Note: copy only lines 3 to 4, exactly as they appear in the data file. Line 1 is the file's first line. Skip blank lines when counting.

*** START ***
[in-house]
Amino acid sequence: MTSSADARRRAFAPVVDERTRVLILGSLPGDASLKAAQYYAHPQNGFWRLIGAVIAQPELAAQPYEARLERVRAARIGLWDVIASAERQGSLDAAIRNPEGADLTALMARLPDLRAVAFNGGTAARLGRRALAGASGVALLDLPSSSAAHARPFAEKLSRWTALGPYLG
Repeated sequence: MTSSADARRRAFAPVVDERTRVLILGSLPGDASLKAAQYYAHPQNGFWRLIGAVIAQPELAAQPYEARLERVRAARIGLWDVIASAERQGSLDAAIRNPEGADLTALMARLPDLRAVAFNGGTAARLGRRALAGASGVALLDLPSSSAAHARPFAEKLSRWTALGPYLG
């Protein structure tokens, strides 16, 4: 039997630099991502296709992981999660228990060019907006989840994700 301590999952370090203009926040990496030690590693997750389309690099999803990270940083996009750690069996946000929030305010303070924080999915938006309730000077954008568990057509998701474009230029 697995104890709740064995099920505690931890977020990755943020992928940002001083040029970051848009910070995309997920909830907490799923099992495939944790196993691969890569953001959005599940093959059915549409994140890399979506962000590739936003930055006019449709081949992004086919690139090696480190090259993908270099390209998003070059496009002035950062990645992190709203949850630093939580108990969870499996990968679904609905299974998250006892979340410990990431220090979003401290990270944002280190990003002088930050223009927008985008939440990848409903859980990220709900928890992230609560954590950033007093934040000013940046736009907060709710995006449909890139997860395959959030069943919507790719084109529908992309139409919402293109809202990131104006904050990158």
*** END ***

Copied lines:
Repeated sequence: MTSSADARRRAFAPVVDERTRVLILGSLPGDASLKAAQYYAHPQNGFWRLIGAVIAQPELAAQPYEARLERVRAARIGLWDVIASAERQGSLDAAIRNPEGADLTALMARLPDLRAVAFNGGTAARLGRRALAGASGVALLDLPSSSAAHARPFAEKLSRWTALGPYLG
């Protein structure tokens, strides 16, 4: 039997630099991502296709992981999660228990060019907006989840994700 301590999952370090203009926040990496030690590693997750389309690099999803990270940083996009750690069996946000929030305010303070924080999915938006309730000077954008568990057509998701474009230029 697995104890709740064995099920505690931890977020990755943020992928940002001083040029970051848009910070995309997920909830907490799923099992495939944790196993691969890569953001959005599940093959059915549409994140890399979506962000590739936003930055006019449709081949992004086919690139090696480190090259993908270099390209998003070059496009002035950062990645992190709203949850630093939580108990969870499996990968679904609905299974998250006892979340410990990431220090979003401290990270944002280190990003002088930050223009927008985008939440990848409903859980990220709900928890992230609560954590950033007093934040000013940046736009907060709710995006449909890139997860395959959030069943919507790719084109529908992309139409919402293109809202990131104006904050990158």